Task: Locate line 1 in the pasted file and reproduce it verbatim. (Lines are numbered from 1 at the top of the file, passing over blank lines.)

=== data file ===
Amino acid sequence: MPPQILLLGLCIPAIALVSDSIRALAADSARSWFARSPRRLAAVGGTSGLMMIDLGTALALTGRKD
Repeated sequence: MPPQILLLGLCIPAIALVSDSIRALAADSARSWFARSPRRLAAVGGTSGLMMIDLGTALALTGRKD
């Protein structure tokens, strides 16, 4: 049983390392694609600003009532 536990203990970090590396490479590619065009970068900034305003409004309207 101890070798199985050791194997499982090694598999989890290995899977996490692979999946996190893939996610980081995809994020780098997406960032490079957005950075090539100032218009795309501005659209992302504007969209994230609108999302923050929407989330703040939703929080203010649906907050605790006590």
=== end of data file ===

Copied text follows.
Amino acid sequence: MPPQILLLGLCIPAIALVSDSIRALAADSARSWFARSPRRLAAVGGTSGLMMIDLGTALALTGRKD